Don’t forget those old family favorites. I remember once, when I was on a roll to make meals interesting to our children, that my husband requested spaghetti – at least once a year. I had gotten so into meal prep that for one whole year, I never repeated a recipe.
Variety being the spice of life and all that, he just wanted an occasional ‘comfort’ meal, even though he did assure me he enjoyed my creative efforts.
Now, with me being gluten-free and us both watching our caloric intake, we can substitute wheat spaghetti for squash ones and add a favorite sauce. Chili is easily accomplished in the crockpot. He has perfected nachos that are healthy and tasty. Sometimes, the old favorites hit the spot.
Divorce Yourself from Perfection
Food prep and dining at home should be fun and nutritional, not perfect. When you are trying new ingredients, or preparing new recipes or learning new techniques, sometimes it comes out less than what it looked like on television or online.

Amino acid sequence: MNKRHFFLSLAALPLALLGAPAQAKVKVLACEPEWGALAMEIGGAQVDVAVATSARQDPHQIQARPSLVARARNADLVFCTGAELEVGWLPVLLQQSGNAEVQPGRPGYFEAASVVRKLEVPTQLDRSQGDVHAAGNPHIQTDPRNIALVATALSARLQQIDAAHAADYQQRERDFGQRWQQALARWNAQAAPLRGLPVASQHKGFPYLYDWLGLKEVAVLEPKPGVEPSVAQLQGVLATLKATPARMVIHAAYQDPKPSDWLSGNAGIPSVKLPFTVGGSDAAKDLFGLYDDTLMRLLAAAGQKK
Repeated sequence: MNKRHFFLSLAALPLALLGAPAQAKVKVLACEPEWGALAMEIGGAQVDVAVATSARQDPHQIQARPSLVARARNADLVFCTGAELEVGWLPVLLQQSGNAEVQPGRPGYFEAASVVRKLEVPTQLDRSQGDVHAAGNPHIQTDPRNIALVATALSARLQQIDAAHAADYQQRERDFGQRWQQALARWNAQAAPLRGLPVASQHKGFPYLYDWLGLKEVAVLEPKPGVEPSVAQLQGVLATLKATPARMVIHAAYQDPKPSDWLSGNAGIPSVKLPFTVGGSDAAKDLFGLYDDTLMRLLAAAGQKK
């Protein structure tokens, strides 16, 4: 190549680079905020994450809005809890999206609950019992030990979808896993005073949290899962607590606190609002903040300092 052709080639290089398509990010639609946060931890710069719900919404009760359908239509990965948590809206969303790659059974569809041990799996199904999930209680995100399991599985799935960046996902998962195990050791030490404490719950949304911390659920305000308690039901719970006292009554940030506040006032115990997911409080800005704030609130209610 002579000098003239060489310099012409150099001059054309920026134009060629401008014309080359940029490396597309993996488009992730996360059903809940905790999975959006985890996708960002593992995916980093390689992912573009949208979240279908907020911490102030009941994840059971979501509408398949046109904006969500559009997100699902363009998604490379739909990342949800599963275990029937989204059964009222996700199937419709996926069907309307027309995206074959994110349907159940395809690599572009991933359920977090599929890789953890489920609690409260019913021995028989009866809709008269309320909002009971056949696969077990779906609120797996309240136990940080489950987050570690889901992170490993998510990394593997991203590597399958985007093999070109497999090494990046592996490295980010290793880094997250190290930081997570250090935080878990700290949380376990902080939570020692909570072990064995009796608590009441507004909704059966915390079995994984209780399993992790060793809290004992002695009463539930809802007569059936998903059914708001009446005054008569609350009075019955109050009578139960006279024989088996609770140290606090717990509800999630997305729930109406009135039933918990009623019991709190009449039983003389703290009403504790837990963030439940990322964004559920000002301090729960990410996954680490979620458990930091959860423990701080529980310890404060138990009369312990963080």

No worries! If it is edible, then that is success. If it is not – which will happen rarely, I promise! – then, don’t eat it. It’s as simple as that.
Do you enjoy cooking at home? What have you found to be successful for at-home meal preparation? What new ingredients have you tried? What will you never try again? Please share your experiences and insights below!
Debbie Hensleigh is a serial entrepreneur and business coach who is intent on living life on purpose. She is a speaker, writer and leads workshops on intentionally designing your best ThirdThird, from ages 60 to 90. Building on the FirstThird (learning years) and the SecondThird (earning years), the ThirdThird can be the best Third. Please visit Debbie’s website here.